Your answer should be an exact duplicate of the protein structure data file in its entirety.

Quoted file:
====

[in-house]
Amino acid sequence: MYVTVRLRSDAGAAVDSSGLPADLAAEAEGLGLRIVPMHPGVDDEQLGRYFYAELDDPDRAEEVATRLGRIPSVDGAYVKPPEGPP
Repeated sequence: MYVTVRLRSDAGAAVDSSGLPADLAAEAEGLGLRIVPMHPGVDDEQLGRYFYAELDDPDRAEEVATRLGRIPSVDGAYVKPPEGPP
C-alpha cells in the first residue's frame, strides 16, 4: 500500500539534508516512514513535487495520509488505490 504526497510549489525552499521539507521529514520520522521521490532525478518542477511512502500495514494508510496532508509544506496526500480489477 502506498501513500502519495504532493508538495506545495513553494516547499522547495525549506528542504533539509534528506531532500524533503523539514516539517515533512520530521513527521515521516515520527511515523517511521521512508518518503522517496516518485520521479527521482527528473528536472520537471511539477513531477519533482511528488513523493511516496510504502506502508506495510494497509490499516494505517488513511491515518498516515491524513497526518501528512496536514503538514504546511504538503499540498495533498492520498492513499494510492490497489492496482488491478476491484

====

[in-house]
Amino acid sequence: MYVTVRLRSDAGAAVDSSGLPADLAAEAEGLGLRIVPMHPGVDDEQLGRYFYAELDDPDRAEEVATRLGRIPSVDGAYVKPPEGPP
Repeated sequence: MYVTVRLRSDAGAAVDSSGLPADLAAEAEGLGLRIVPMHPGVDDEQLGRYFYAELDDPDRAEEVATRLGRIPSVDGAYVKPPEGPP
C-alpha cells in the first residue's frame, strides 16, 4: 500500500539534508516512514513535487495520509488505490 504526497510549489525552499521539507521529514520520522521521490532525478518542477511512502500495514494508510496532508509544506496526500480489477 502506498501513500502519495504532493508538495506545495513553494516547499522547495525549506528542504533539509534528506531532500524533503523539514516539517515533512520530521513527521515521516515520527511515523517511521521512508518518503522517496516518485520521479527521482527528473528536472520537471511539477513531477519533482511528488513523493511516496510504502506502508506495510494497509490499516494505517488513511491515518498516515491524513497526518501528512496536514503538514504546511504538503499540498495533498492520498492513499494510492490497489492496482488491478476491484